Ten years after their only bridge washed away, a remote Fijian community will soon be able to cross safely over their local river thanks to the design and innovation of an RMIT engineering student.
During his final year of a civil engineering degree, Hamish Currie was nominated to re-design and rebuild the Waivaka pedestrian bridge, which collapsed in 2004 after heavy flooding.
Mr Currie spent most of his final year of the Bachelor of Engineering (Civil and Infrastructure) (Honours)/Bachelor of Business (Management) collecting site data and testing the integrity of the collapsed bridge, in order to develop a new design compatible with the remains of the old bridge.
He has also been resourcing available materials and processes - all while attending to his busy final year schedule.
During his visits to the Waivaka community, Mr Currie said he always received a warm welcome and plenty of assistance from the locals.
“What was supposed to a brief visit to take measurements and inspect the existing structure became much more when the village spokesperson invited me and the other engineers to come to the main hall,” he said.
“When we walked in the whole village was there waiting, and we were welcomed with a traditional ceremony complete with flower garland necklaces, plenty of kava and a large feast.
“It was very humbling and showed how much they appreciated the bridge being reinstated.”
For the project Mr Currie was also in charge of writing reports to support funding applications for submission to the Australian High Commission and Fiji Government.
“I presented the design and report to the Australian High Commissioner, made the calculations and assisted with the design and procurement of various components of the bridge - with a strong focus on efficiency,” he said.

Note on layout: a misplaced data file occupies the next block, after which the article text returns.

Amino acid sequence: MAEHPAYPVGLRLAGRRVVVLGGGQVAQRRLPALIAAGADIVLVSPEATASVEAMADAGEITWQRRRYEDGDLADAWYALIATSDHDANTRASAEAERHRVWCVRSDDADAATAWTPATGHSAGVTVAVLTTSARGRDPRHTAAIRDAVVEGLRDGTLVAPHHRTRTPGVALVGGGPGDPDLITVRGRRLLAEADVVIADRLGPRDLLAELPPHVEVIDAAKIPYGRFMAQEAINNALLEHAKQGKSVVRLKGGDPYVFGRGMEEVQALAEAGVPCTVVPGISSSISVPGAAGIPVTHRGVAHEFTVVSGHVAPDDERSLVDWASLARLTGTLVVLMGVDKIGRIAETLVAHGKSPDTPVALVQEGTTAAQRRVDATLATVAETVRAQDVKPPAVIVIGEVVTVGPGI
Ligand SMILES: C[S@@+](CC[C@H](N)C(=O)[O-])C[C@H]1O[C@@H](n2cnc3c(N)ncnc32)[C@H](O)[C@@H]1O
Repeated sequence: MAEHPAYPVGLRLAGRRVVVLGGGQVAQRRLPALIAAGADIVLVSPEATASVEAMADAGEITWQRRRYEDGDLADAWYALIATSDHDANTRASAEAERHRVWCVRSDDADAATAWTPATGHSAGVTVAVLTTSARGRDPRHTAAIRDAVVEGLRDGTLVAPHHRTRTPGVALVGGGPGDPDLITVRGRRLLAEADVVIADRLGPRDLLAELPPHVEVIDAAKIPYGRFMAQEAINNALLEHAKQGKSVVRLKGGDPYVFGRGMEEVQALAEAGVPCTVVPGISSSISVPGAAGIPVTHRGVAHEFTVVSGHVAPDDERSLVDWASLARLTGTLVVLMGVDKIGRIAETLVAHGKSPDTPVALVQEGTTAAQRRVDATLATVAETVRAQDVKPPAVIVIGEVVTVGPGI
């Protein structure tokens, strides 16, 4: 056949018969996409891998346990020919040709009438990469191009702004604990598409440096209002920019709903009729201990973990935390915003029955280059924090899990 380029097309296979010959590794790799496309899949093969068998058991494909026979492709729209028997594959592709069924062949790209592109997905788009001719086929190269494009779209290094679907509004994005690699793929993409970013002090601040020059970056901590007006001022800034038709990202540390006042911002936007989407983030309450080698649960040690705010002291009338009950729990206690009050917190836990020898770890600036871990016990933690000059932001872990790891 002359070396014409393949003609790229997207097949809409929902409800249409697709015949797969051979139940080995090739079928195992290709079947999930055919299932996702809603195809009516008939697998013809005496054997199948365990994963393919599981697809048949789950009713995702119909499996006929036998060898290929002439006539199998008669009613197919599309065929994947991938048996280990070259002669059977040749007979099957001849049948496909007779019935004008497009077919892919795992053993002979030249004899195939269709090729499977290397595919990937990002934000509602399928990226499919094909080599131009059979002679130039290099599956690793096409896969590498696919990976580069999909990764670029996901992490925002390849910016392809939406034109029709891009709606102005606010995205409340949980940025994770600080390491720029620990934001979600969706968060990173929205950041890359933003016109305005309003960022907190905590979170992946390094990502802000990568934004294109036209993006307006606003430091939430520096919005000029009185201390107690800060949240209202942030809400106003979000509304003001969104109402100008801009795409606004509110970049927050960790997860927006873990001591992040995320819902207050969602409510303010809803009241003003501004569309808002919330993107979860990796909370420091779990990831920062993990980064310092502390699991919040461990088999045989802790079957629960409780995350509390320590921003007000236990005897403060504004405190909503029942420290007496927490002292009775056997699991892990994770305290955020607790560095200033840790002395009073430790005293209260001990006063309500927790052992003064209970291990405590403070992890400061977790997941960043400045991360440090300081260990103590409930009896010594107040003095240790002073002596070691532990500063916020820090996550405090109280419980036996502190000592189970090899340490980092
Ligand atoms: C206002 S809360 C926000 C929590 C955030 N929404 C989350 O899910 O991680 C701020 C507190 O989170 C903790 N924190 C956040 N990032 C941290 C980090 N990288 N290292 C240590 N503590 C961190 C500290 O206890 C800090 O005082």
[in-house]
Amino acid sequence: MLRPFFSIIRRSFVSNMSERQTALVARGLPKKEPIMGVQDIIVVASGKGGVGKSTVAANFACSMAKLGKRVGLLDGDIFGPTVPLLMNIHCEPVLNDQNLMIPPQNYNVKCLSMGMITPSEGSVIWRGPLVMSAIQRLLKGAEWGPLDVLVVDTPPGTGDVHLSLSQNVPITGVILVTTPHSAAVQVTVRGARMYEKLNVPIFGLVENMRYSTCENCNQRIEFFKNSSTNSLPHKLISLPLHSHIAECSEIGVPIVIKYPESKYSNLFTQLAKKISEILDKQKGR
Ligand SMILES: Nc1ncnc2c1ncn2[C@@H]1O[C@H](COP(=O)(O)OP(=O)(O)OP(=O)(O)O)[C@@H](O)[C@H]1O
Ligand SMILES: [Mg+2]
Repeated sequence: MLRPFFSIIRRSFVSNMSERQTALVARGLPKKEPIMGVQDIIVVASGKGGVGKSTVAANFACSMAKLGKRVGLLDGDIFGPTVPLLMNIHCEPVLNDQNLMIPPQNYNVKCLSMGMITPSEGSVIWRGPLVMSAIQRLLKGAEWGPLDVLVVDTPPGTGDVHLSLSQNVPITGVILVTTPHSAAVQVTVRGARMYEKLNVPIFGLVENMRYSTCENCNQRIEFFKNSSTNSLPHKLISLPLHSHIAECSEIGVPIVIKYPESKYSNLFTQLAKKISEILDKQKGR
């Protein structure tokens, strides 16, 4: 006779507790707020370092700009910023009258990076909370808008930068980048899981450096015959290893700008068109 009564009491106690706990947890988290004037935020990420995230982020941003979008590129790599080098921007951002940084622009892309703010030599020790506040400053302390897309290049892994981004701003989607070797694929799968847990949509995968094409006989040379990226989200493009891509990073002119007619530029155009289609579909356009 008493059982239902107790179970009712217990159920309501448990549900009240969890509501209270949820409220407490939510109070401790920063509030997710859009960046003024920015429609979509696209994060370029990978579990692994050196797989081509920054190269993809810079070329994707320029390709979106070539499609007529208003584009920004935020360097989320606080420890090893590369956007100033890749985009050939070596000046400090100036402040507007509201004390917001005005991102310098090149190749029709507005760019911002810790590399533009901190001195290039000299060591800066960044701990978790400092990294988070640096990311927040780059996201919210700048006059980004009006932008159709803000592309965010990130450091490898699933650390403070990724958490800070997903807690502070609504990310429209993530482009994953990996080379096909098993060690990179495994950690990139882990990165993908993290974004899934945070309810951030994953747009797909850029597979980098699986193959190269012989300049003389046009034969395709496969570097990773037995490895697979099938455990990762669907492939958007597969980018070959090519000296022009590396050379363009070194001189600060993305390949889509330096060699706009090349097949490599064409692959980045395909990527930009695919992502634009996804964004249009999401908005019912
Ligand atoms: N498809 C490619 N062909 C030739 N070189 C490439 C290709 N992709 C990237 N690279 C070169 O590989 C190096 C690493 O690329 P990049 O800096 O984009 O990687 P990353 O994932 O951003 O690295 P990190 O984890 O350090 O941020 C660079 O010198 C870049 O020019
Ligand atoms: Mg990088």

“The Waivaka Bridge Project has definitely inspired me and I can't wait to do some more work in the real world.”
Mr Currie’s design report received a positive response from the review engineer, as well as authorities at the Fiji and Australian governments.
Professor John Mo from the School of Aerospace, Mechanical and Manufacturing Engineering is supervising Mr Currie on the project.
Professor Mo said the original Waivaka pedestrian bridge was built across a 60m wide river to provide the local population with a safe and efficient pedestrian crossing.
“During a cyclone-related flood in 2004, the bridge deck was destroyed and washed away,” he said.
“Without the bridge, the local villagers have to step on rocks and in water, and young children are particularly vulnerable to the risks in crossing the river.
“This bridge will provide a substantial economic benefit as well a safe passage for young children and elderly to cross the river and reach facilities such as schools and hospitals.”
The bridge’s re-construction began in late 2014 with cables, moulded parts, timber deck, stainless steel screws ordered mostly from Australia.
Many of the parts have already been delivered on site, with the original foundation and two columns at either side of the river re-conditioned. The bridge is expected to be finished by the end of this month.
RMIT has been working with the Centre of Water and Energy Engineering at Fiji National University on a number of projects since a Memorandum of Understanding was signed in 2014.
The agreement enables the two universities to collaborate on a number of areas including faculty, staff and student exchange, research, and development of engineering programs.